Nowadays a Building and Pest Inspection has become almost a prerequisite to buying a home. This is wise considering the enormity of your financial decision. That’s why a detailed, independent Building and Pest Inspection Report is an important information tool to assist you in your decision making. But what separates a good report from a mediocre one?
For a start, your Building and Pest Inspection and Report should be conducted according to Australian Standards AS 4349.1 and AS 4349.3. In keeping with these, a Building and Pest Inspection is a visual-only inspection with limited tests including probing and tapping of the property’s readily accessible and unobstructed areas only, to detect timber pest activity and damage, structural damage, conditions conducive, which if not rectified may result in timber pest and structural damage, any major defects to the condition of secondary and finishing elements, collective minor defects and any serious safety hazard noticed by the inspector at the time of inspection.
Your report may mention the property’s overall quality of construction & maintenance, however it will not include an extensive itemisation of maintenance, decorative and finishing items, but may address these minor items generally or collectively. Rather, the emphasis, from a Building Inspector’s point of view, will be upon more significant structural and timber pest issues, together with conditions conducive. As an alert to your solicitor for necessary searches, your report may note whether additions, extensions and improvements have been undertaken. Compliance problems may be alerted, but only for further investigation by an appropriately qualified certifier, because a Building and Pest Inspection is not a compliance audit. Serious safety issues may also be highlighted, although a Building and Pest Inspection is not a safety audit.
Because Building and Pest Inspections are visual-only with limited testing, they are not intrusive. Despite best efforts, a Building Inspector will only be able to inspect areas that they can actually access and see – perhaps providing an opportunity for vendors to occasionally hide issues. For this reason, a good report will clearly set out the inspections’ scope and terms and conditions within your report so that you clearly understand the context of your report’s findings. Areas that were inspected within the property, inaccessible and obstructed areas that were not inspected, and obstructions should all be set out along with the inspector’s rating of the building’s susceptibility to timber pests at the time of inspection, the rating of the building’s risk of undetected timber pest activity and damage at the time of inspection, the rating of the building’s risk of undetected structural damage at the time of inspection and how these ratings were derived.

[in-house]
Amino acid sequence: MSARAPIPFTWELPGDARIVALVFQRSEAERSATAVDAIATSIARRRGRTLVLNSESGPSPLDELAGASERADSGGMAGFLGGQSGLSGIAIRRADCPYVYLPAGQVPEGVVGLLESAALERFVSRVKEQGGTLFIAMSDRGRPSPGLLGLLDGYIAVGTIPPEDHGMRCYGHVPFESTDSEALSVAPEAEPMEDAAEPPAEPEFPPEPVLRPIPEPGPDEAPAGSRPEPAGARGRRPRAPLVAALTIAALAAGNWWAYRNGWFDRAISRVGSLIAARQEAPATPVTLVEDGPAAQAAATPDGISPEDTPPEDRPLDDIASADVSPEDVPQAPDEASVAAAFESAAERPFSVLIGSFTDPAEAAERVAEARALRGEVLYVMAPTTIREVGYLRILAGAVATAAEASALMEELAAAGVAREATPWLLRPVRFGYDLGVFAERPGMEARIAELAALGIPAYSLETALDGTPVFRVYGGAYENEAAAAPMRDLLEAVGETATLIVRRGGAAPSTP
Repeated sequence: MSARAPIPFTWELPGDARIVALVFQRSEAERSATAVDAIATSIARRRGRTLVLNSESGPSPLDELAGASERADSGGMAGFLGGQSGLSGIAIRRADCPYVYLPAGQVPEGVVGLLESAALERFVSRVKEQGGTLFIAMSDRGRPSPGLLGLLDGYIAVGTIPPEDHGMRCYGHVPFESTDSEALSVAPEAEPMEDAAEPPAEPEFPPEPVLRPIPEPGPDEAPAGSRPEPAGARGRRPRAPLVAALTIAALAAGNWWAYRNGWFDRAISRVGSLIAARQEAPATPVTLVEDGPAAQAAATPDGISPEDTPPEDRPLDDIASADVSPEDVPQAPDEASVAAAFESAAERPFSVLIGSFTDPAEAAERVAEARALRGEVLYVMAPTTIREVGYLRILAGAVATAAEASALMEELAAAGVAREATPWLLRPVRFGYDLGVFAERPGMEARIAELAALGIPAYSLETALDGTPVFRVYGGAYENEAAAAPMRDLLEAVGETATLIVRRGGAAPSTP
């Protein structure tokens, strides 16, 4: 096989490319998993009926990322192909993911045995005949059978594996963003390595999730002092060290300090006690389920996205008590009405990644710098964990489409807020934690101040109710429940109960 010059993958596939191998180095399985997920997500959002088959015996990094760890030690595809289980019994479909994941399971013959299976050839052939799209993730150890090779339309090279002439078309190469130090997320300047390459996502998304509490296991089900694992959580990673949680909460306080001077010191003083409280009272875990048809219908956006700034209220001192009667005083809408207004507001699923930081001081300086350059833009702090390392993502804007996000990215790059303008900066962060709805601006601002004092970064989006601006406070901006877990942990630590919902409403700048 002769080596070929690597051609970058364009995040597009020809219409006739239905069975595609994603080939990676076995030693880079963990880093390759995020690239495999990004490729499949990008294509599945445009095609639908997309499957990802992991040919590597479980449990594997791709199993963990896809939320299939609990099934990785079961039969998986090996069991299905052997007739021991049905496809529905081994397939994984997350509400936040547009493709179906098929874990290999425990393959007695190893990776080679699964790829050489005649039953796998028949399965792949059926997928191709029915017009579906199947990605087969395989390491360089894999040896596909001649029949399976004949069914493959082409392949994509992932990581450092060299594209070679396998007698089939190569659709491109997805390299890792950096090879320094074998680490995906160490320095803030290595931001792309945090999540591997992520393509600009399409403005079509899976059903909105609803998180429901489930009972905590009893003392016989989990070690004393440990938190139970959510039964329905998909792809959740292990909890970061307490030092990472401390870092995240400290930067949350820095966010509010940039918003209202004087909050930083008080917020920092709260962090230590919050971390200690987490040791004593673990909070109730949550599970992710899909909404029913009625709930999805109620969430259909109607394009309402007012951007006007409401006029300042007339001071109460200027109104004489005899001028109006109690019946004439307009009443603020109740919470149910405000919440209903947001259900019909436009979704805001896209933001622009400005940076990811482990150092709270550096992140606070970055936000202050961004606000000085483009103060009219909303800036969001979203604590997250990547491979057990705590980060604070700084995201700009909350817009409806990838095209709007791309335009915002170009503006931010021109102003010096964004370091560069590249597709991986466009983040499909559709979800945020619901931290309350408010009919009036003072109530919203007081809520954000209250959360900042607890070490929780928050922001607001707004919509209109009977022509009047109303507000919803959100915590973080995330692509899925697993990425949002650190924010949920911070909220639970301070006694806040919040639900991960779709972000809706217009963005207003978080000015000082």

A good report should then take you step by step through the property to address safety hazards, and significant defects (and less so, minor items) where each defect should be clearly described with its location, it’s extent whether localised or widespread, with an accompanying picture and recommendations including which professional should be consulted for further advice, and in what timeframe.
A good report should be set out in an orderly, easy to read fashion, with supporting photographs and lots of assisting information. The clearer and more methodical the layout of the Reports, the easier it will be for you to understand its content and read it in its entirety. The more comprehensive, the more information you have to help you make your decision. It’s always a good idea to examine a sample report to see what you’ll be getting for your fee. Most reputable inspection companies should include these on their website for you to peruse. View our example Building & Pest Inspection Reports.